Friday, February 3, 2023

Coming up on 34 years together

Tripping the Light Fantastic by Linda O'Connell

 Published in Sasee Magazine February 2023 

My husband asked me recently, “Do you like yourself these days?”

“Not my crooked teeth, droopy eyelids, and flabby belly. Do you like yourself?” I probed.

Aware that Bill’s milestone decade birthday was hitting him hard, I said, “We sure could dance back in the day. We hardly took a break. Whenever a fast song played, I grabbed your large hand, and you flung me to and fro; our steps were synchronized. People used to clear the floor and watch us dance. I am ever grateful you taught me to jitterbug in middle age when we met.”

He looked at me as though I had hurt his feelings. “We had a good thirty years of boogying. There’s no reason YOU can’t still dance just because my legs and back are giving out.”

I didn’t want my husband to think I was making a negative statement about his physical health. 

“Oh honey, it’s not your legs and back that has put the end to our fast dancing. It’s my left knee. I couldn’t spin or pivot if I wanted to. And forget about you sashaying me under your arm and spinning me back and forth. For both of us, high kicks are a thing of the past. I can hardly lift my left leg high enough to tie my tennis shoe.” He smiled, relieved my comment was as much about my condition as his.

We returned to our television show. Then a commercial came on, an advertisement for a high-end hotel. The image was of a couple being served a plate of… nachos. Bill looked at me quizzically and said, “Well that’s a pretty common dish for an uncommon resort, don’t you think?”

I squealed with delight. “You might not be able to twirl me, but your observations and comments make my gray matter swirl, and I don’t mean my hair, because I still color my grays.”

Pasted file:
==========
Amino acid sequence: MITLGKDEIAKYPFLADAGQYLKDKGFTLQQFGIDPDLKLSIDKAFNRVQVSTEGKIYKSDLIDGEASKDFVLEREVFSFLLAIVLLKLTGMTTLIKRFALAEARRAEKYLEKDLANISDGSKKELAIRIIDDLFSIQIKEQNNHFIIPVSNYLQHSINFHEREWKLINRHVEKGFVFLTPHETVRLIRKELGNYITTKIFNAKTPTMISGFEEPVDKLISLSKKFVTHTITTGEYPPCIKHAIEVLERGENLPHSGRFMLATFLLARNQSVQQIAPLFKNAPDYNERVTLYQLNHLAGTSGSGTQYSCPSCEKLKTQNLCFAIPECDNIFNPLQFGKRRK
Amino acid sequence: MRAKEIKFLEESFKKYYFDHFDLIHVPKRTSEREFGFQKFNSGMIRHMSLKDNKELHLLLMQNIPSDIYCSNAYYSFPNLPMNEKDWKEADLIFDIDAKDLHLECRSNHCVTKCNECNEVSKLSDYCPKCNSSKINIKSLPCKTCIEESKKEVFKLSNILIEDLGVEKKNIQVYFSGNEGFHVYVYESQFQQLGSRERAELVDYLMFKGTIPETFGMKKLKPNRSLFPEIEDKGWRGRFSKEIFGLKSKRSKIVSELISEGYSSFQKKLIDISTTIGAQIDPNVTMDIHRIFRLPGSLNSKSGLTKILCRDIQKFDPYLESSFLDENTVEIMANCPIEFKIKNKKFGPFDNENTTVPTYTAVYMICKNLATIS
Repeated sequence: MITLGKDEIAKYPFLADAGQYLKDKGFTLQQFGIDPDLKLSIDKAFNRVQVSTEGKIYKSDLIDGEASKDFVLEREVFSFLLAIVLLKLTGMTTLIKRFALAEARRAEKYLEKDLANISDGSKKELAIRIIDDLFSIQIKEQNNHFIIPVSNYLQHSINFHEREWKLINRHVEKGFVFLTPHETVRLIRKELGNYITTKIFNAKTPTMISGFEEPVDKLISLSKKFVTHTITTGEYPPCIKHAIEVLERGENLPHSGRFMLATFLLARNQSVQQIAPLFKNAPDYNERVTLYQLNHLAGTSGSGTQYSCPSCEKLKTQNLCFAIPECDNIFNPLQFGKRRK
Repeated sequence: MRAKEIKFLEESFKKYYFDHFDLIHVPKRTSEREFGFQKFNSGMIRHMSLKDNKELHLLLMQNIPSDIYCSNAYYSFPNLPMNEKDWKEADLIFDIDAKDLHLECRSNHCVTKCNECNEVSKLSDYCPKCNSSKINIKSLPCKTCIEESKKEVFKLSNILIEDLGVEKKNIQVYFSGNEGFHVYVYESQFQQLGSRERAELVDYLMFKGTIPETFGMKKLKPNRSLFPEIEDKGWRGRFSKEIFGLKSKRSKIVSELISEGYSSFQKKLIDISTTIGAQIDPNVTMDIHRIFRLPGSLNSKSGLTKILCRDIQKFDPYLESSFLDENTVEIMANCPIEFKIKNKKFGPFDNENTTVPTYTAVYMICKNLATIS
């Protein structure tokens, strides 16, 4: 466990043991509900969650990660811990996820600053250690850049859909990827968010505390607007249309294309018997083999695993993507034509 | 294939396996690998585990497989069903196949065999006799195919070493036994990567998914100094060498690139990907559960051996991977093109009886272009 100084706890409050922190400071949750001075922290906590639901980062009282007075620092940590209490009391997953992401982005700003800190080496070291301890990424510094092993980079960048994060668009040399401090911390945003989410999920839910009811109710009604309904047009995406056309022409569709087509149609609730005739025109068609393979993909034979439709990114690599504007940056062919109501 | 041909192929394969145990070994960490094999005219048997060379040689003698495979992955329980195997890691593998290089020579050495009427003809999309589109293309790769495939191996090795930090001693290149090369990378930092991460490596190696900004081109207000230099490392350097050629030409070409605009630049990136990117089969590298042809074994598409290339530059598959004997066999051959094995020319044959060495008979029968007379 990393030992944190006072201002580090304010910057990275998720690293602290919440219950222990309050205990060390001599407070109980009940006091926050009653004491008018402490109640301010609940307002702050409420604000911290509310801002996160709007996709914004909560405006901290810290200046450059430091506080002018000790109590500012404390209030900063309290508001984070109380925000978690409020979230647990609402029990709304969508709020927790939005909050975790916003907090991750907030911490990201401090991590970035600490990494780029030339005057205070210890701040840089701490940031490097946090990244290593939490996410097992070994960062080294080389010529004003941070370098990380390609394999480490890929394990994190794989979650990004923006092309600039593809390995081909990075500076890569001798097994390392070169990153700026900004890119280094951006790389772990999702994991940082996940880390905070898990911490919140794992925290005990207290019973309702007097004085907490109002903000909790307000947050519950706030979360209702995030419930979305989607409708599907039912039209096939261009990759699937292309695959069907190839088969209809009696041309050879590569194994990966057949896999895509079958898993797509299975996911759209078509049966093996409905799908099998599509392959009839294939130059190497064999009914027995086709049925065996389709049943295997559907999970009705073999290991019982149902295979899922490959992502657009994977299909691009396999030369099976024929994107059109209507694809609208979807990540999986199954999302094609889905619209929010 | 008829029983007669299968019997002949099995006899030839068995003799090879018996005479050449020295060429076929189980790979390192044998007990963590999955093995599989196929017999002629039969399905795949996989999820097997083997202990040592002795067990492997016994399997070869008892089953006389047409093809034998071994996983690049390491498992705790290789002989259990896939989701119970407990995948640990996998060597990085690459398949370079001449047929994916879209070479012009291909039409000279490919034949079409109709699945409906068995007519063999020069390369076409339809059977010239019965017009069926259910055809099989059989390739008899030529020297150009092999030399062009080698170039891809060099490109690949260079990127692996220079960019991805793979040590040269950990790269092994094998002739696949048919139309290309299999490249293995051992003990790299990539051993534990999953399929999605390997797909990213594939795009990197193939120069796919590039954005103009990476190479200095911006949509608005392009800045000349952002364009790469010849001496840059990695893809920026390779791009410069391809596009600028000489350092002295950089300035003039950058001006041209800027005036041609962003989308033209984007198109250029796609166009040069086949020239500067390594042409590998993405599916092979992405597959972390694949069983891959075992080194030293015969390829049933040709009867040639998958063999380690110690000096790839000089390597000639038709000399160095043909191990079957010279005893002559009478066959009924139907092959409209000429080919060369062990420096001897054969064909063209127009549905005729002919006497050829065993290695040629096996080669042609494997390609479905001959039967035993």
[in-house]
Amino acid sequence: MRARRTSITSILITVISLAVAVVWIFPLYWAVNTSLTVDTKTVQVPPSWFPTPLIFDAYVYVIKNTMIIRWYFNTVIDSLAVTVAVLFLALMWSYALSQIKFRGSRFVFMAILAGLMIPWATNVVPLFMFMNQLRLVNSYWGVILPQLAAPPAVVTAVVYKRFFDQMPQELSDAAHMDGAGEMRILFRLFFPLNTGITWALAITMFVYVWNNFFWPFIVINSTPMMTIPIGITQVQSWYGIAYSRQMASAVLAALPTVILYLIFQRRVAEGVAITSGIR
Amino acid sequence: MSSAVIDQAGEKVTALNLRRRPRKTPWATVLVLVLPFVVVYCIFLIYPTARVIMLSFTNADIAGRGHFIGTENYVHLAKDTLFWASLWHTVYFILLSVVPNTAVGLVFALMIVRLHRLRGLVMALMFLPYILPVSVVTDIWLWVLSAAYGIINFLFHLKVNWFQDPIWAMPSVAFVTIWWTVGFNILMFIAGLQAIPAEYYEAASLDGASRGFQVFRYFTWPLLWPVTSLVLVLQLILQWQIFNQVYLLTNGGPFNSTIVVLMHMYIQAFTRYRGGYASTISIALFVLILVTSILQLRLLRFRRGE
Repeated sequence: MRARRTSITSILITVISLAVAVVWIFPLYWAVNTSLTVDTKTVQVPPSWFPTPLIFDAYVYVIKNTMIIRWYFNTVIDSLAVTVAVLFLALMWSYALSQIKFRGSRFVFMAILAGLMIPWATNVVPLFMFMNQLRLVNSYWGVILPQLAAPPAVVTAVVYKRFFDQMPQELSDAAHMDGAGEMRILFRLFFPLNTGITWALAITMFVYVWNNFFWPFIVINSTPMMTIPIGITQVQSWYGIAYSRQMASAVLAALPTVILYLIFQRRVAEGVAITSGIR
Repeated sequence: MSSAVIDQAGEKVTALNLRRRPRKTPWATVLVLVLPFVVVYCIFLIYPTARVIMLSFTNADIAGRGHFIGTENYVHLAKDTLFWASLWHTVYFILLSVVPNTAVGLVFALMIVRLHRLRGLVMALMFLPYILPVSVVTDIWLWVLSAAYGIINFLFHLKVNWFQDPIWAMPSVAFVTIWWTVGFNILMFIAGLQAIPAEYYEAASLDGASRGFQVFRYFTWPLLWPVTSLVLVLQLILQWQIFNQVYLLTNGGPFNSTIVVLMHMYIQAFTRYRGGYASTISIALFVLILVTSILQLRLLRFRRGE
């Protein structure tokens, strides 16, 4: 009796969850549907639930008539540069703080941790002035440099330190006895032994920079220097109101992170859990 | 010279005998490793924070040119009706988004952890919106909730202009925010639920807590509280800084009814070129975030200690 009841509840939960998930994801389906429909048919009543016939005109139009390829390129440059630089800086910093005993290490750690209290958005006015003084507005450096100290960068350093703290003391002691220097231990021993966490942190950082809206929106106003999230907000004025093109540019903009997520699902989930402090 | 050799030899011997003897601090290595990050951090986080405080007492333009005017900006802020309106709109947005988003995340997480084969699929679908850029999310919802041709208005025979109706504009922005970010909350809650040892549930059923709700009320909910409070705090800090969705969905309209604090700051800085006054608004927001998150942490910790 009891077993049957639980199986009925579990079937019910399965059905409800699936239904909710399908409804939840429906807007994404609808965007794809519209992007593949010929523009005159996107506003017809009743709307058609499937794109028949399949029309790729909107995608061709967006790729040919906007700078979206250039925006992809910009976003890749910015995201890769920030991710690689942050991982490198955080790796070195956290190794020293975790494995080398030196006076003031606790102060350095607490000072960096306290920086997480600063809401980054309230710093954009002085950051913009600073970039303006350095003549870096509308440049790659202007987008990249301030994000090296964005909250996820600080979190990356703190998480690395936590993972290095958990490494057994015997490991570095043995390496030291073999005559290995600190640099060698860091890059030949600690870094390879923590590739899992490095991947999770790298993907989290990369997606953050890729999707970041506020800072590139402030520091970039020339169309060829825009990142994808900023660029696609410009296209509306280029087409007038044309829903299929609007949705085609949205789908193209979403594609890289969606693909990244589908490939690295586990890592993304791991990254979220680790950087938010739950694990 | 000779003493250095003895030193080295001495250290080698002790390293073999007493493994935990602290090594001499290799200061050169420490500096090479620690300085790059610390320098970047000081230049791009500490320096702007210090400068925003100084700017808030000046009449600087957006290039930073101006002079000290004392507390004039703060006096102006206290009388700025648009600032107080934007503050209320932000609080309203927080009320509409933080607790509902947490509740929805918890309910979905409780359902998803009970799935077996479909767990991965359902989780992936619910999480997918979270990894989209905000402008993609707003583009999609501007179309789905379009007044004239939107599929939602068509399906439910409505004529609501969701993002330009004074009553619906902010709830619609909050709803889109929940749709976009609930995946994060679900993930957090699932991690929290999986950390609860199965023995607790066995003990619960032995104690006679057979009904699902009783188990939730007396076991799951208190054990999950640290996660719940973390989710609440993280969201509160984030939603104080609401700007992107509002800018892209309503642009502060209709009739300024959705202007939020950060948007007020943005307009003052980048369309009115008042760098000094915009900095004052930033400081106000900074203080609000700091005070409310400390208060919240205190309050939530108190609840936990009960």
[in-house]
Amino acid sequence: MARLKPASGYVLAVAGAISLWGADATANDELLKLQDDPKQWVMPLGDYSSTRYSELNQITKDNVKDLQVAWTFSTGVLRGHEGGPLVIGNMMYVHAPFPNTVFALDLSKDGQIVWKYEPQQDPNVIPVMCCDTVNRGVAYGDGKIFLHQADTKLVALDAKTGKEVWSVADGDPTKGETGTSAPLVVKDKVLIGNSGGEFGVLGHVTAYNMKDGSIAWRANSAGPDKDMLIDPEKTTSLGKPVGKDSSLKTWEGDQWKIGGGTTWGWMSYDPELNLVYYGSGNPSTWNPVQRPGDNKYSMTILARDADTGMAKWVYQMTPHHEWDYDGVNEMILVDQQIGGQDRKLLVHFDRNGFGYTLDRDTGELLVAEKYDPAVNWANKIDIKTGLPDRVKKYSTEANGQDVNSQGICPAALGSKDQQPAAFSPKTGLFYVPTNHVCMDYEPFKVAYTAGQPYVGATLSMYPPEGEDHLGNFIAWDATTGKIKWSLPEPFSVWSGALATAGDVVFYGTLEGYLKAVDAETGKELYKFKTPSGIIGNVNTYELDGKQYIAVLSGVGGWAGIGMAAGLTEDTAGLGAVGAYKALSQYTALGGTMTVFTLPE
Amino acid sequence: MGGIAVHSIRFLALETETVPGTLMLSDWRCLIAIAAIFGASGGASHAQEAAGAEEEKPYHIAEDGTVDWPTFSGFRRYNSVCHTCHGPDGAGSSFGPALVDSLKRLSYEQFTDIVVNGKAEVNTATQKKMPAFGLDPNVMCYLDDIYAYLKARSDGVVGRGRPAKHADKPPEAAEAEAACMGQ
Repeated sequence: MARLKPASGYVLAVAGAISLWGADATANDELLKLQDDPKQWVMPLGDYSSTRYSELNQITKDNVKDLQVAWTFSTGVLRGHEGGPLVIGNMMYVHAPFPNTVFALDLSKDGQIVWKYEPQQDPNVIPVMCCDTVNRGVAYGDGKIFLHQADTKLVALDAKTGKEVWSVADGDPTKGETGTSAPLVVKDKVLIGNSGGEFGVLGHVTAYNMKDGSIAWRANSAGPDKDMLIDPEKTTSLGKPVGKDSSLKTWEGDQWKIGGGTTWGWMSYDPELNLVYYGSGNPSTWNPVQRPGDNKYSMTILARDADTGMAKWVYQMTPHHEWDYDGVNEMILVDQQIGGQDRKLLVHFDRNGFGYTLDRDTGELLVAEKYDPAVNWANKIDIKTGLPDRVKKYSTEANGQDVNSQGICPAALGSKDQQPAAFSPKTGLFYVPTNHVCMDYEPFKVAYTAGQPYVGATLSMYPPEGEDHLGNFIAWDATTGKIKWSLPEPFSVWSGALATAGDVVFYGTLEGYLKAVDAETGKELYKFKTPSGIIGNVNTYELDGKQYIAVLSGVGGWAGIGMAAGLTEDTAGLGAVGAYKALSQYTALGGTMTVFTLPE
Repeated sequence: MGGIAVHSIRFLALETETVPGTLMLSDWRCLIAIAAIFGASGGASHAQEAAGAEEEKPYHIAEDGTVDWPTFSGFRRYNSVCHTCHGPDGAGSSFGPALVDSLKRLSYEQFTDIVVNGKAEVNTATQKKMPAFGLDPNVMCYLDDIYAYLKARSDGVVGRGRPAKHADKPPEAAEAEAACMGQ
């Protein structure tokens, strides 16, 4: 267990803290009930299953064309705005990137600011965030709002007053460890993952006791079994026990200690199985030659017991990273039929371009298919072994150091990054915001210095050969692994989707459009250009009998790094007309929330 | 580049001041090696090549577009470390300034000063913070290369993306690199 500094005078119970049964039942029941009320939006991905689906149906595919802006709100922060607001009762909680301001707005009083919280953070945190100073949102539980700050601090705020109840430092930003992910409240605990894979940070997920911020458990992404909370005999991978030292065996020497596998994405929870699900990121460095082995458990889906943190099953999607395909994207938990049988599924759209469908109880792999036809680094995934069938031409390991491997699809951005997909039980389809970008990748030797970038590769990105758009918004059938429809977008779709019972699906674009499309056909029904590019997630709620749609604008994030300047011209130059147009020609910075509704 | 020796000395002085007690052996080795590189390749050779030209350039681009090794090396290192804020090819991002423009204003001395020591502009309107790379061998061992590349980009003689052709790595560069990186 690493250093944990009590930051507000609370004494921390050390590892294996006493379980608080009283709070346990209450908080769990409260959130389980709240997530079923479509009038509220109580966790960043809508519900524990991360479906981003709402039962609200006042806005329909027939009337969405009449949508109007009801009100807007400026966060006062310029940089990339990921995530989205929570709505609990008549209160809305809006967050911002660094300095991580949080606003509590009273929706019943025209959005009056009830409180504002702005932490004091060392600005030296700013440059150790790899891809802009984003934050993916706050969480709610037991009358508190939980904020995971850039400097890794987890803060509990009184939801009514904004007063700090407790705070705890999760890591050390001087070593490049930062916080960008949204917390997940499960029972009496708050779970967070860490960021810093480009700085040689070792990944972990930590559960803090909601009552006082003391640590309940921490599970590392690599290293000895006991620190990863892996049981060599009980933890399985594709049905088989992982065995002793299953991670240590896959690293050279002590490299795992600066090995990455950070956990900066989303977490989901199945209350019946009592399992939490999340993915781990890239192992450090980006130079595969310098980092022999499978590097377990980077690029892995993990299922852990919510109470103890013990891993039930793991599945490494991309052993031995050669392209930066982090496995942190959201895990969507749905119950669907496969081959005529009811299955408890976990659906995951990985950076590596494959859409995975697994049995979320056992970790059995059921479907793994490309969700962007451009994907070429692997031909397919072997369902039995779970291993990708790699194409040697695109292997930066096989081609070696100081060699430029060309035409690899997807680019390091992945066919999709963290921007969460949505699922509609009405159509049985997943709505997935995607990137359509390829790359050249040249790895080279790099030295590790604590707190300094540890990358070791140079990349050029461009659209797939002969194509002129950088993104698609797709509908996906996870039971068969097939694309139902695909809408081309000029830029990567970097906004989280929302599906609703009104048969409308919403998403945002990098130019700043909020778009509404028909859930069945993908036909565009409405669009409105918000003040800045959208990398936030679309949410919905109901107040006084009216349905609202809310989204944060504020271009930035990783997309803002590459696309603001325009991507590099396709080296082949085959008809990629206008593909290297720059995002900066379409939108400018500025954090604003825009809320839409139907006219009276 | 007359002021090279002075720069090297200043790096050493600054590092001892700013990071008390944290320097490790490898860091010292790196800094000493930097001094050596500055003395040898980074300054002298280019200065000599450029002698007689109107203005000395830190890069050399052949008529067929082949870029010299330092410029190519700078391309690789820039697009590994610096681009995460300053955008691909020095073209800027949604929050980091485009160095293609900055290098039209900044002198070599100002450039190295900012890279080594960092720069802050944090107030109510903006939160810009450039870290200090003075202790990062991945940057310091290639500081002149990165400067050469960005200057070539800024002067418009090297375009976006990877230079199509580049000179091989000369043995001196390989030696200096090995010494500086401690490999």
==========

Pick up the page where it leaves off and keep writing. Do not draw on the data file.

“Well, there you go making me laugh!” my honey said. “And I wasn’t even trying to be funny.” 

I commented, “I have to hobble down the hall until my knee loosens up, and you have to use a cane for balance, but we are still ‘dancing’ together. We can read one another’s moves and signals. We are still in rhythm sitting right here on the couch. If I tried to shimmy it would be embarrassing, and if we even dared do the Twist, we would impair our hips. Whenever we feel the urge, we should just dance in our seats. What do you say?”

My thoughts drifted into the past when Bill first asked me to dance. I had to admit I didn’t know how. “I’ll show you. It is really easy, just a few steps, one and two, three and four, rock-step. I can lead your every move once you learn the basic steps.”

I was embarrassed and offered my girlfriend’s hand. 

“She can fast dance.” He led my friend to the dance floor and like a gentleman returned her to the table. As he asked again, I turned down his offer of an impromptu dance lesson. 

The next week when my girlfriends and I returned to the dance hall, I accepted Bill’s offer. He had so many competent and available partners willing to Jitterbug with him. Still, he approached me, the one who continually stomped his toes and scuffed his shoes. But eventually, we made it work. I got the hang of the dance steps, and he began to add new moves, which made me whine, “No, I can’t.”

“Yes, you can if you believe you can and you allow me to help. But you can’t lead. I have to lead you. Okay?”  So, I was doing the wrong thing the whole time? I knew it! But my dancing man didn’t reprimand me; he encouraged me.

I smiled thinking of our first dance, decades ago. Then I realized at our grandson’s wedding last summer, when Bill led me to the dance floor, he led with precision but allowed me to lead, so we would look as good as the family thought we were. We slow-danced; actually, we swayed in place remembering when we were vibrant, young, and had the stamina to dance the night away.